Understanding Tortious Interference With a Contract
Business and Commercial Disputes By Harvey Binnall PLLC - 2021/02/12 at 03:48pm
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Businesses often use their influence to disrupt competitor’s contracts and gain an advantage in the market. This sort of behavior is known as “tortious interference with contract” and is prohibited by law — if you have lost a contract as a result of such conduct, you may be entitled to sue and recover damages.
Business tort litigation can be quite a challenge, however, so it’s important to understand the basics.
How Does a Tortious Interference Claim Work?
Tortious interference with a contract occurs when a third-party causes a breach of contract as a result of their interfering conduct. To establish tortious interference, the plaintiff must show that:
- There was a contract;
- The defendant was aware of this contract;
- The defendant interfered with this contract intentionally and improperly; and
- The plaintiff suffered damages as a result.
It can be difficult to understand what tortious interference is in real-world terms, so consider this example. Suppose that a business (A) enters into a contract to supply services to another business (B). An existing business-partner of business B demands that business B cancel that contract and give the contract to them instead — they threaten not to work with business B again if the contract with business A continues. This would be considered tortious interference with the contract.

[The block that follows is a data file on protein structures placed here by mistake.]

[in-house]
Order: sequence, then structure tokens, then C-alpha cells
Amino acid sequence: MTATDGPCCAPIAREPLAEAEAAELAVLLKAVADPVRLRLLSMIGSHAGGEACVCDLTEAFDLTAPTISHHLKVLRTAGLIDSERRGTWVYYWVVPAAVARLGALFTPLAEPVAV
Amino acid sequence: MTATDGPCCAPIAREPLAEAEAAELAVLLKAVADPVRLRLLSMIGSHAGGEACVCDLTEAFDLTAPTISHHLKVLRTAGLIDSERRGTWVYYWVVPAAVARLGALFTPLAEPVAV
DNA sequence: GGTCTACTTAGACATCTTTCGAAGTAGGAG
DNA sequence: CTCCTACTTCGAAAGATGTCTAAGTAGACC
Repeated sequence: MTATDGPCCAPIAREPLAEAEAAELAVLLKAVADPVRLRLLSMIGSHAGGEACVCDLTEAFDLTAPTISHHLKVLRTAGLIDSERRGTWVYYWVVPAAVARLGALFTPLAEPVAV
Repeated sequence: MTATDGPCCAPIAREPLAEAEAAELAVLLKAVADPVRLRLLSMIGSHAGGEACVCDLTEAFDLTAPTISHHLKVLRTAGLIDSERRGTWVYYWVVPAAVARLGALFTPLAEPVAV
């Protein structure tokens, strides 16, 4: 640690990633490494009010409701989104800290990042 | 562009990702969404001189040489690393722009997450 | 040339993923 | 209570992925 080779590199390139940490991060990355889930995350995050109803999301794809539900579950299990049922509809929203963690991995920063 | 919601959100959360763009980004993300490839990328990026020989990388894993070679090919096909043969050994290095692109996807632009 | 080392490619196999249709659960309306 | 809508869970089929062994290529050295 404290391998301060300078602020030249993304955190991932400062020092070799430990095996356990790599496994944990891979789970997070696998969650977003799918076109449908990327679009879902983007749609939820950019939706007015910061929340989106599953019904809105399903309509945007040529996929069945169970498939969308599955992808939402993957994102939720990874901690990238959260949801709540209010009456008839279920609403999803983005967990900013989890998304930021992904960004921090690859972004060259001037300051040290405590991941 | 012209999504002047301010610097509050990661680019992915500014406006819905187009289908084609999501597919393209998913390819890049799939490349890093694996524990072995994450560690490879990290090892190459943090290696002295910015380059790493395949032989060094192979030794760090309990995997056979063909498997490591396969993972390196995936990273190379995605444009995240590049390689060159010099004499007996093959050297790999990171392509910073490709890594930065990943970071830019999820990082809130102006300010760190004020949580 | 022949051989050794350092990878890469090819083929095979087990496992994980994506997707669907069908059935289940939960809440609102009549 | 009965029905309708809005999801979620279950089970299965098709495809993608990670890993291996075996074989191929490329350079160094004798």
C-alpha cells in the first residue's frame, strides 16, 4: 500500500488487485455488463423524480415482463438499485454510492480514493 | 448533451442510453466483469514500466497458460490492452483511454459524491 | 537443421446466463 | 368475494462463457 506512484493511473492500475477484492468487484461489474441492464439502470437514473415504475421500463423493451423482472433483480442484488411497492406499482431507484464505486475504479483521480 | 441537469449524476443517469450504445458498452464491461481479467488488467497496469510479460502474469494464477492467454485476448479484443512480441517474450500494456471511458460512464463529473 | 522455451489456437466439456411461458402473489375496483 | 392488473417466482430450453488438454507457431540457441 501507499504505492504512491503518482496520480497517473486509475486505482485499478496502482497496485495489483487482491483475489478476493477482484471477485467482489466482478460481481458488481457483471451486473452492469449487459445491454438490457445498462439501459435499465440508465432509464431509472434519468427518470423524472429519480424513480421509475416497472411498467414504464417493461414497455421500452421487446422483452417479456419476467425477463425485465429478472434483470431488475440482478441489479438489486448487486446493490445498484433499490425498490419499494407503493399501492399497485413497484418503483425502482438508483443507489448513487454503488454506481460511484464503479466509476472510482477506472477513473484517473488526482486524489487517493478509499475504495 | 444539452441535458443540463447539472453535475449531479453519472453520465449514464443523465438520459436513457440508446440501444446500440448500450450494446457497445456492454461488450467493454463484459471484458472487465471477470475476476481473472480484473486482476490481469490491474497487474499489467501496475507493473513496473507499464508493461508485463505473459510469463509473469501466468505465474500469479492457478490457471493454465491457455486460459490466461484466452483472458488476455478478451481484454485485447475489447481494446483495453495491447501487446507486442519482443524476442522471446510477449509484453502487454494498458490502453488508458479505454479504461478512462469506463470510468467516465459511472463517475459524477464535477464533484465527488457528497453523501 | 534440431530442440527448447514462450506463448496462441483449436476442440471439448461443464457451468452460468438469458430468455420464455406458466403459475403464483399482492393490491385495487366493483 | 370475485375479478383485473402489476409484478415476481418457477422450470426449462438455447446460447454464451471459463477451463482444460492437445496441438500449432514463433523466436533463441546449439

Improper and Intentional Interference
Not all interference is “tortious” — the interference must be improper and intentional to justify a claim against the defendant. In other words, the defendant must have primarily intended for their conduct to cause a breach of contract. Proving the improper nature of the defendant’s conduct can be quite challenging.
For example, suppose that you regularly do business with a company (A), supplying a variety of goods to them. That company then enters into a contract with another company (B), looking for a supply of a particular item. Without you being aware, however, company A decides that your product is more competitive (price, quality, etc.), and cancels their contract with company B to enter into a new contract with you.
Despite the fact that company B lost their contract, and despite the fact that your business “interfered” with their contract in a passive manner (by simply existing), that interference was not intentional or improper. As such, company B would not be able to successfully bring a tortious interference claim against you.
Speak to an Alexandria Business Litigation Attorney at Harvey & Binnall, PLLC for Immediate Assistance
Harvey & Binnall, PLLC is a boutique commercial litigation firm based out of Alexandria, VA, and representing clients throughout the DC metro region.
We advocate on behalf of clients in a range of business disputes, including those centering around tortious interference with a contract (and tortious interference with a prospective contract). These situations can be quite frustrating, and it’s important to have an experienced ally by your side as you navigate these challenging waters.
If you’d like to speak to an experienced Alexandria business litigation attorney at our firm, we encourage you to call us at (703) 888-1943 or send us a message online to request a consultation at your earliest convenience.